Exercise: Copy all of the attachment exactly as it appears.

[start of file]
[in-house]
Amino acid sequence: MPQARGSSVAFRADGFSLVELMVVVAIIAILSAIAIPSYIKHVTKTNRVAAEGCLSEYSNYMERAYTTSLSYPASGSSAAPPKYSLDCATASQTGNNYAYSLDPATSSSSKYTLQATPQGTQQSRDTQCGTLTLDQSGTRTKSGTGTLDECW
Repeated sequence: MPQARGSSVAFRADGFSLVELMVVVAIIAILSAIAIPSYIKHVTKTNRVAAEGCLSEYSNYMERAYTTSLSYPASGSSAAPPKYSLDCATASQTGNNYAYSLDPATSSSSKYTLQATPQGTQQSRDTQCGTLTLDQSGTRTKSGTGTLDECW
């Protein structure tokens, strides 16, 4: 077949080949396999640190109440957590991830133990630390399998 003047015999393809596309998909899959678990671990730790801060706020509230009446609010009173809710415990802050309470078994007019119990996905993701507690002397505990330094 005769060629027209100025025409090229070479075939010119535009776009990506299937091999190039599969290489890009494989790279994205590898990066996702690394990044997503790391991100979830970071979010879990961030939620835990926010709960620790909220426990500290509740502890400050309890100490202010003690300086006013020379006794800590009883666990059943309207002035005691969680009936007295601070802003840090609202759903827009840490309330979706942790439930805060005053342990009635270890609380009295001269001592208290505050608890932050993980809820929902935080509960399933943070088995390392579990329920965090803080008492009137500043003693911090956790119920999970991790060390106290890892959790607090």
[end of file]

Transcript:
[in-house]
Amino acid sequence: MPQARGSSVAFRADGFSLVELMVVVAIIAILSAIAIPSYIKHVTKTNRVAAEGCLSEYSNYMERAYTTSLSYPASGSSAAPPKYSLDCATASQTGNNYAYSLDPATSSSSKYTLQATPQGTQQSRDTQCGTLTLDQSGTRTKSGTGTLDECW
Repeated sequence: MPQARGSSVAFRADGFSLVELMVVVAIIAILSAIAIPSYIKHVTKTNRVAAEGCLSEYSNYMERAYTTSLSYPASGSSAAPPKYSLDCATASQTGNNYAYSLDPATSSSSKYTLQATPQGTQQSRDTQCGTLTLDQSGTRTKSGTGTLDECW
């Protein structure tokens, strides 16, 4: 077949080949396999640190109440957590991830133990630390399998 003047015999393809596309998909899959678990671990730790801060706020509230009446609010009173809710415990802050309470078994007019119990996905993701507690002397505990330094 005769060629027209100025025409090229070479075939010119535009776009990506299937091999190039599969290489890009494989790279994205590898990066996702690394990044997503790391991100979830970071979010879990961030939620835990926010709960620790909220426990500290509740502890400050309890100490202010003690300086006013020379006794800590009883666990059943309207002035005691969680009936007295601070802003840090609202759903827009840490309330979706942790439930805060005053342990009635270890609380009295001269001592208290505050608890932050993980809820929902935080509960399933943070088995390392579990329920965090803080008492009137500043003693911090956790119920999970991790060390106290890892959790607090």